A pair of works originally envisioned by Escaja as part of a digital poetic triptych, “Desprendiendo” (2000) and “Sumergida” (2002) employ a distinctive style of kinetic poetry to explore the connection between body, language, and technology, obscurely evoking the feeling of anticipation and disquiet surrounding the changes that accompanied the passage into the new millennium. One of the first and most renowned works of kinetic poetry written in the Spanish language, on one hand, the two poems of VeloCity are unmistakably in dialogue with the twentieth-century avant garde in Hispanic and Latin American poetry traditions: in particular, the graphic experiments of the Brazilian concrete poets, the anti-mimetic and transgressive aesthetics of creacionismo as theorized by Vicente Huidóboro, and the playful linguistic gesticulations found in Ana María Uribe’s gif poetry. On the other hand, with its computer-animated verses and use of hypertext to navigate between the multiple sections of each poem, the work likewise demonstrates the influence of first-generation electronic literature.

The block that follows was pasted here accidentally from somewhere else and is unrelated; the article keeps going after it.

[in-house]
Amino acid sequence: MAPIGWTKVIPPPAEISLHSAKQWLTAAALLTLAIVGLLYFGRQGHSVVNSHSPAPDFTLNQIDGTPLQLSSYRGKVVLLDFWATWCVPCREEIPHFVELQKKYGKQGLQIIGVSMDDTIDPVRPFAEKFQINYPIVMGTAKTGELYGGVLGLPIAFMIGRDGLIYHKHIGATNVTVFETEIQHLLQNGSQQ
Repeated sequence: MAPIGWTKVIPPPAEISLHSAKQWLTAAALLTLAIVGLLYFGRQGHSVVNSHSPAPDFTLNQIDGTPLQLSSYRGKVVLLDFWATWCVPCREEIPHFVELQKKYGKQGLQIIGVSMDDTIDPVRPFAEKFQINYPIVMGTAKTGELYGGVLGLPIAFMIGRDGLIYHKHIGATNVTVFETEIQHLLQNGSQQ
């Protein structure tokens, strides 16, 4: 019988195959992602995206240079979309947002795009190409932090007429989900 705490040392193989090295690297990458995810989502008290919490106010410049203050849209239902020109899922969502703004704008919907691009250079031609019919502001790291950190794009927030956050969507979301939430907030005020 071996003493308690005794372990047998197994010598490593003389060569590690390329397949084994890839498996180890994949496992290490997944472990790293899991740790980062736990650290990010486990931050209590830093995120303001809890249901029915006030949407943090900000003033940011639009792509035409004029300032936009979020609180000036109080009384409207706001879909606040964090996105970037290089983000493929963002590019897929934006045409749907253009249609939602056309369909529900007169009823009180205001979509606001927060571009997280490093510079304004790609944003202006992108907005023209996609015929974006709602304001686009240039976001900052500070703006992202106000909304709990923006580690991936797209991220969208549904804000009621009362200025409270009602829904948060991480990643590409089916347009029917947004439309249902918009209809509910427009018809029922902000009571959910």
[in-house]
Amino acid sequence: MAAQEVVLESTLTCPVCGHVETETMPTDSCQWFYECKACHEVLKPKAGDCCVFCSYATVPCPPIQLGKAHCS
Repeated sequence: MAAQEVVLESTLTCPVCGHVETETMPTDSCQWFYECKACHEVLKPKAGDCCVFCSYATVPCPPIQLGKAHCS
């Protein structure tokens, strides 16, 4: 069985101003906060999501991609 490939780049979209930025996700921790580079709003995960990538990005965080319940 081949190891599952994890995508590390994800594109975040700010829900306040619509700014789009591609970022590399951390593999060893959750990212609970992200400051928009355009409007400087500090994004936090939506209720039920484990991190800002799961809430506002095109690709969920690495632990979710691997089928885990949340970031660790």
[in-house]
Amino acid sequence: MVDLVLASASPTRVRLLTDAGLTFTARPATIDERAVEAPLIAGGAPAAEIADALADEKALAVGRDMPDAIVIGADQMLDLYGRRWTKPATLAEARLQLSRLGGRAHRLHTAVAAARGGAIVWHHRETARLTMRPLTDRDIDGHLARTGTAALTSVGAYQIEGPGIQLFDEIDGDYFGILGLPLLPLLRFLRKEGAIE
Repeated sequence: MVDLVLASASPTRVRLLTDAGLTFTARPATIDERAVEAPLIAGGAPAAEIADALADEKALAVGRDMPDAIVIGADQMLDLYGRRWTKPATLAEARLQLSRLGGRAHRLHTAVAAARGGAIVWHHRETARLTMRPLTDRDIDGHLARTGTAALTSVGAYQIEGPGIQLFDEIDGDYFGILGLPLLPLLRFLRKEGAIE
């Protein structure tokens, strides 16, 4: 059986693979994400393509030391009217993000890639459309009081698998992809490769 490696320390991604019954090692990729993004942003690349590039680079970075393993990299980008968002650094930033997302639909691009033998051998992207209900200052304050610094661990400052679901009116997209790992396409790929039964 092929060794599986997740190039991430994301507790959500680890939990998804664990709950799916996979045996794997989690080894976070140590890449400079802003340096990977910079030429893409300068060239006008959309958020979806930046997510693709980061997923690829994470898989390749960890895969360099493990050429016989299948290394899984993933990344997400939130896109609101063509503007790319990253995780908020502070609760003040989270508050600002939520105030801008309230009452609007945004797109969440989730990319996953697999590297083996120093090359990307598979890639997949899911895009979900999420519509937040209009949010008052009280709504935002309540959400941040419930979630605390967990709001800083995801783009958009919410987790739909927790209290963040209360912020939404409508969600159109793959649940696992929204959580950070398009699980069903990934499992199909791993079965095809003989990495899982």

Working from these literary antecedents, Escaja combines form, content, and medium to fashion a Baroque aesthetic in both poems, entangling the reader/user in their unstable, repetitious conceptual meditations. In the earlier work, “Desprendiendo”, the recherché description of the relations between language, art, and the body is made even more abstruse as a conventional syntax is distorted through the use of rhetorical devices such as hyperbaton and anaphora, as well as through the movement of the words, which undulate, scatter, or continuously disappear and reappear across the three pages of the work. Maintaining this first poem’s general aesthetic, “Sumergida” evinces a clear evolution in terms of digital design with animations that make the words of the poem appear simultaneously or transform abruptly, making the reading of the work less linear while calling attention to the particular affordances of the computer screen as reading interface. This use of animation, together with the author’s use of wordplay and a variety of antiquated and recondite terms, helps construct the poem’s uncertain, labyrinthine description of a journey. While both “Sumergida” and “Desprendiendo” are thematically ambiguous, foregrounding instead their formal qualities and eliciting affective responses, considered in conjunction, the two poems embody the concept that gives the work its title, obliging the reader/user to reflect on swiftness and transformation during a moment of technological and societal inflection.